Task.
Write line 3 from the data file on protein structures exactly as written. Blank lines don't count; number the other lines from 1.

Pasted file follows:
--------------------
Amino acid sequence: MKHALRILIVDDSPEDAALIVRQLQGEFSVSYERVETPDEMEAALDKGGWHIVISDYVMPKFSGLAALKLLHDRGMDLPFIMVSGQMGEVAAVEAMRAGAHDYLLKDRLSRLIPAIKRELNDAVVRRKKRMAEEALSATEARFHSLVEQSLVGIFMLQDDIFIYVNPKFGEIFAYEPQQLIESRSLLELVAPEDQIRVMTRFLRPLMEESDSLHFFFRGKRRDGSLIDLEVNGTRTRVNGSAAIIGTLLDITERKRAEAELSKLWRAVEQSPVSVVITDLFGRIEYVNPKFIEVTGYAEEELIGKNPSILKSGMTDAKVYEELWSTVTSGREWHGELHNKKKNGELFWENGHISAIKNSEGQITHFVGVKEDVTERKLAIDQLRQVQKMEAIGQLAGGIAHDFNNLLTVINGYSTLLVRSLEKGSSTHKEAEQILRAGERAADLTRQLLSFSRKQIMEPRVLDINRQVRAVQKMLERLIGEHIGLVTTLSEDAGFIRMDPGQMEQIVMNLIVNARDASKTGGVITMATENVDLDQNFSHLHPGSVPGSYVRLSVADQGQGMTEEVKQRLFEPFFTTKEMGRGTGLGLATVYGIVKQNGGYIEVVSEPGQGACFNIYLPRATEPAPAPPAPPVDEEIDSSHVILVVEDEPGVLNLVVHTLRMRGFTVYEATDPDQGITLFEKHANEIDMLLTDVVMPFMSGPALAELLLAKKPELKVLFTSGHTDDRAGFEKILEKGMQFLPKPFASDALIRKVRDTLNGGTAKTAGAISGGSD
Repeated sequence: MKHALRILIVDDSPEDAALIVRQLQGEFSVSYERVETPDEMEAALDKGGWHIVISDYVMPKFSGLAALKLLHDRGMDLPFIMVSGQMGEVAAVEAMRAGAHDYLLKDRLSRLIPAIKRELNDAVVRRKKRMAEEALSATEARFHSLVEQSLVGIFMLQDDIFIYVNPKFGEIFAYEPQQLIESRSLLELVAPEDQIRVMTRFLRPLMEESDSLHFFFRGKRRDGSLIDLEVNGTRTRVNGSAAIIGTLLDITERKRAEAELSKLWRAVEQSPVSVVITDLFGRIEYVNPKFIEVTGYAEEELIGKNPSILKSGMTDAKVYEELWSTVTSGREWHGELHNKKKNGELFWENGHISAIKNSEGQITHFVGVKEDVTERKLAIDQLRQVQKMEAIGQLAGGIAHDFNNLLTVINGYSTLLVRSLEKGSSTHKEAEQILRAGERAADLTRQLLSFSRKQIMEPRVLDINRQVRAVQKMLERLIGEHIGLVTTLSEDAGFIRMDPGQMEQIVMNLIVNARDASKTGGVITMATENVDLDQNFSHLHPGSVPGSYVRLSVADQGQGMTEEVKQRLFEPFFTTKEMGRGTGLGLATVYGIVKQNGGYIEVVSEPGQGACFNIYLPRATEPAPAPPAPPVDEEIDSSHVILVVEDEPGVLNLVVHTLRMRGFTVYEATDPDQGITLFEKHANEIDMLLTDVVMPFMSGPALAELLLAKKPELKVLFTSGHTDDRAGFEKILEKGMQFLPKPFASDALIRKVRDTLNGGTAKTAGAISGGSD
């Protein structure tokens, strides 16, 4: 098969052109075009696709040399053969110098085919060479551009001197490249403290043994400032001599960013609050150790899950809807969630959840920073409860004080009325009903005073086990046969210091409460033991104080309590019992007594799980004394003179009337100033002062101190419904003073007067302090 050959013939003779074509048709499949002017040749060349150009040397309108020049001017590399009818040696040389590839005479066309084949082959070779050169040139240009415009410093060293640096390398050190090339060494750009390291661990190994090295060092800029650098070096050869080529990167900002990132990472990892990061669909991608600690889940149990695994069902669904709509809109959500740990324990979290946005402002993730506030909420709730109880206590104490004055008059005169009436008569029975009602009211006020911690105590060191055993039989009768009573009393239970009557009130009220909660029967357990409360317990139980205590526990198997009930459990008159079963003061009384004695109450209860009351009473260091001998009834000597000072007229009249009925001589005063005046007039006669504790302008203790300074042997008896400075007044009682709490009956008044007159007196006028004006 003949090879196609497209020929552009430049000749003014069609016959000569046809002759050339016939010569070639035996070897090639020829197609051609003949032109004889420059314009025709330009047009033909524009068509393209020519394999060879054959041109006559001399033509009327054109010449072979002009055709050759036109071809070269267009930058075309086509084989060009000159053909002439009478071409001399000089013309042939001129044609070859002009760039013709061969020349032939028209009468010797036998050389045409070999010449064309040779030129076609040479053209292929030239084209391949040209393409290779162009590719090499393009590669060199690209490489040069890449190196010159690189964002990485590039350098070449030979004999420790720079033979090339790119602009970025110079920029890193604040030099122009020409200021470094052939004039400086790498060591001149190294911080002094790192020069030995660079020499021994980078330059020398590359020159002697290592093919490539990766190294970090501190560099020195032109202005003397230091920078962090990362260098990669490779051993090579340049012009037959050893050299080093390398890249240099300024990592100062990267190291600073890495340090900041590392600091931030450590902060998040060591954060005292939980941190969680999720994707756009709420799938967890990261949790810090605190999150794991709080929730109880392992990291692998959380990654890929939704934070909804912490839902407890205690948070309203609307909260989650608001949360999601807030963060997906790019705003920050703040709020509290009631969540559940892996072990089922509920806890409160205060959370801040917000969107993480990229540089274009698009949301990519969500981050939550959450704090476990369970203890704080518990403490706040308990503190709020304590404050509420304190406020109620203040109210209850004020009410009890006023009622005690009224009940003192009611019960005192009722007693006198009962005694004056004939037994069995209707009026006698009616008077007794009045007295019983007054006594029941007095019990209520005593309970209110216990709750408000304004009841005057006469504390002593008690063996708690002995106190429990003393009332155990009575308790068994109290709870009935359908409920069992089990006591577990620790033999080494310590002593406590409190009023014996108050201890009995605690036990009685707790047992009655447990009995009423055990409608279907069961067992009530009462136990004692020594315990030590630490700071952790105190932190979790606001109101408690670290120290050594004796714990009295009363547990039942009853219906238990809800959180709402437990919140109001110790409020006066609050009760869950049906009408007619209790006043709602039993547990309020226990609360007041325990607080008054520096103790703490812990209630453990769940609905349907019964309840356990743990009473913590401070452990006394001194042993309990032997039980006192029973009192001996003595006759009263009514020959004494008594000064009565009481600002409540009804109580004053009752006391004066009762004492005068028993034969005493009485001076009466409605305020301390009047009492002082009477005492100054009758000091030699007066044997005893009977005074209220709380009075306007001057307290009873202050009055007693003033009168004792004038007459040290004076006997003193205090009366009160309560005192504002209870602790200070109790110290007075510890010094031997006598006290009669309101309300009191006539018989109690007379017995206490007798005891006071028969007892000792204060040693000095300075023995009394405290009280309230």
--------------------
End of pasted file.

């Protein structure tokens, strides 16, 4: 098969052109075009696709040399053969110098085919060479551009001197490249403290043994400032001599960013609050150790899950809807969630959840920073409860004080009325009903005073086990046969210091409460033991104080309590019992007594799980004394003179009337100033002062101190419904003073007067302090 050959013939003779074509048709499949002017040749060349150009040397309108020049001017590399009818040696040389590839005479066309084949082959070779050169040139240009415009410093060293640096390398050190090339060494750009390291661990190994090295060092800029650098070096050869080529990167900002990132990472990892990061669909991608600690889940149990695994069902669904709509809109959500740990324990979290946005402002993730506030909420709730109880206590104490004055008059005169009436008569029975009602009211006020911690105590060191055993039989009768009573009393239970009557009130009220909660029967357990409360317990139980205590526990198997009930459990008159079963003061009384004695109450209860009351009473260091001998009834000597000072007229009249009925001589005063005046007039006669504790302008203790300074042997008896400075007044009682709490009956008044007159007196006028004006 003949090879196609497209020929552009430049000749003014069609016959000569046809002759050339016939010569070639035996070897090639020829197609051609003949032109004889420059314009025709330009047009033909524009068509393209020519394999060879054959041109006559001399033509009327054109010449072979002009055709050759036109071809070269267009930058075309086509084989060009000159053909002439009478071409001399000089013309042939001129044609070859002009760039013709061969020349032939028209009468010797036998050389045409070999010449064309040779030129076609040479053209292929030239084209391949040209393409290779162009590719090499393009590669060199690209490489040069890449190196010159690189964002990485590039350098070449030979004999420790720079033979090339790119602009970025110079920029890193604040030099122009020409200021470094052939004039400086790498060591001149190294911080002094790192020069030995660079020499021994980078330059020398590359020159002697290592093919490539990766190294970090501190560099020195032109202005003397230091920078962090990362260098990669490779051993090579340049012009037959050893050299080093390398890249240099300024990592100062990267190291600073890495340090900041590392600091931030450590902060998040060591954060005292939980941190969680999720994707756009709420799938967890990261949790810090605190999150794991709080929730109880392992990291692998959380990654890929939704934070909804912490839902407890205690948070309203609307909260989650608001949360999601807030963060997906790019705003920050703040709020509290009631969540559940892996072990089922509920806890409160205060959370801040917000969107993480990229540089274009698009949301990519969500981050939550959450704090476990369970203890704080518990403490706040308990503190709020304590404050509420304190406020109620203040109210209850004020009410009890006023009622005690009224009940003192009611019960005192009722007693006198009962005694004056004939037994069995209707009026006698009616008077007794009045007295019983007054006594029941007095019990209520005593309970209110216990709750408000304004009841005057006469504390002593008690063996708690002995106190429990003393009332155990009575308790068994109290709870009935359908409920069992089990006591577990620790033999080494310590002593406590409190009023014996108050201890009995605690036990009685707790047992009655447990009995009423055990409608279907069961067992009530009462136990004692020594315990030590630490700071952790105190932190979790606001109101408690670290120290050594004796714990009295009363547990039942009853219906238990809800959180709402437990919140109001110790409020006066609050009760869950049906009408007619209790006043709602039993547990309020226990609360007041325990607080008054520096103790703490812990209630453990769940609905349907019964309840356990743990009473913590401070452990006394001194042993309990032997039980006192029973009192001996003595006759009263009514020959004494008594000064009565009481600002409540009804109580004053009752006391004066009762004492005068028993034969005493009485001076009466409605305020301390009047009492002082009477005492100054009758000091030699007066044997005893009977005074209220709380009075306007001057307290009873202050009055007693003033009168004792004038007459040290004076006997003193205090009366009160309560005192504002209870602790200070109790110290007075510890010094031997006598006290009669309101309300009191006539018989109690007379017995206490007798005891006071028969007892000792204060040693000095300075023995009394405290009280309230």